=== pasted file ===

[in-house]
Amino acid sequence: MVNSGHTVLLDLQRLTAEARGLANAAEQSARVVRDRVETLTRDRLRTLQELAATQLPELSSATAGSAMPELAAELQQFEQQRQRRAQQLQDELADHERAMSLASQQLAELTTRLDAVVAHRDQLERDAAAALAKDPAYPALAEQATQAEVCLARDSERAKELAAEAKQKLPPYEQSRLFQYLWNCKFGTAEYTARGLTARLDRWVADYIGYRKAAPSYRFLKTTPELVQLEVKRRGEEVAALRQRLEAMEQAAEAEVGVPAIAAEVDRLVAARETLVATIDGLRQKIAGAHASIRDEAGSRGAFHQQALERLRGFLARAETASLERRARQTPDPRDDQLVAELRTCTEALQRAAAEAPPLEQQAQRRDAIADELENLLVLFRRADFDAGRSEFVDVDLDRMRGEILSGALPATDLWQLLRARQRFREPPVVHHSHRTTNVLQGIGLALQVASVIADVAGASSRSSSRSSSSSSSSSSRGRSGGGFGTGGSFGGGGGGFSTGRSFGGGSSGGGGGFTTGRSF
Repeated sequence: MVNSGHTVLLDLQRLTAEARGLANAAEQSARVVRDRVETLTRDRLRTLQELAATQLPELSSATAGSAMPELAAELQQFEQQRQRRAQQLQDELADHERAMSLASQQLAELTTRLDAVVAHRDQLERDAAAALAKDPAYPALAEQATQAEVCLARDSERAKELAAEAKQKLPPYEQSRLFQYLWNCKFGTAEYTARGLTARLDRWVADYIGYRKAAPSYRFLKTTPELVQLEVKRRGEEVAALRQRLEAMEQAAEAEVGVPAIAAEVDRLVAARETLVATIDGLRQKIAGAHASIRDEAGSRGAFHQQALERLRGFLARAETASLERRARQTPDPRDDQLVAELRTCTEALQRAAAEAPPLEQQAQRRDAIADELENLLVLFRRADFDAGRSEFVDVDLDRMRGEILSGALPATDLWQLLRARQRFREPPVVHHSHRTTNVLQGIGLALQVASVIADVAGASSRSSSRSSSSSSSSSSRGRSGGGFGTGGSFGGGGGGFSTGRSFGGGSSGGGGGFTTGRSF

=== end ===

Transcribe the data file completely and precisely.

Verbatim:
[in-house]
Amino acid sequence: MVNSGHTVLLDLQRLTAEARGLANAAEQSARVVRDRVETLTRDRLRTLQELAATQLPELSSATAGSAMPELAAELQQFEQQRQRRAQQLQDELADHERAMSLASQQLAELTTRLDAVVAHRDQLERDAAAALAKDPAYPALAEQATQAEVCLARDSERAKELAAEAKQKLPPYEQSRLFQYLWNCKFGTAEYTARGLTARLDRWVADYIGYRKAAPSYRFLKTTPELVQLEVKRRGEEVAALRQRLEAMEQAAEAEVGVPAIAAEVDRLVAARETLVATIDGLRQKIAGAHASIRDEAGSRGAFHQQALERLRGFLARAETASLERRARQTPDPRDDQLVAELRTCTEALQRAAAEAPPLEQQAQRRDAIADELENLLVLFRRADFDAGRSEFVDVDLDRMRGEILSGALPATDLWQLLRARQRFREPPVVHHSHRTTNVLQGIGLALQVASVIADVAGASSRSSSRSSSSSSSSSSRGRSGGGFGTGGSFGGGGGGFSTGRSFGGGSSGGGGGFTTGRSF
Repeated sequence: MVNSGHTVLLDLQRLTAEARGLANAAEQSARVVRDRVETLTRDRLRTLQELAATQLPELSSATAGSAMPELAAELQQFEQQRQRRAQQLQDELADHERAMSLASQQLAELTTRLDAVVAHRDQLERDAAAALAKDPAYPALAEQATQAEVCLARDSERAKELAAEAKQKLPPYEQSRLFQYLWNCKFGTAEYTARGLTARLDRWVADYIGYRKAAPSYRFLKTTPELVQLEVKRRGEEVAALRQRLEAMEQAAEAEVGVPAIAAEVDRLVAARETLVATIDGLRQKIAGAHASIRDEAGSRGAFHQQALERLRGFLARAETASLERRARQTPDPRDDQLVAELRTCTEALQRAAAEAPPLEQQAQRRDAIADELENLLVLFRRADFDAGRSEFVDVDLDRMRGEILSGALPATDLWQLLRARQRFREPPVVHHSHRTTNVLQGIGLALQVASVIADVAGASSRSSSRSSSSSSSSSSRGRSGGGFGTGGSFGGGGGGFSTGRSFGGGSSGGGGGFTTGRSF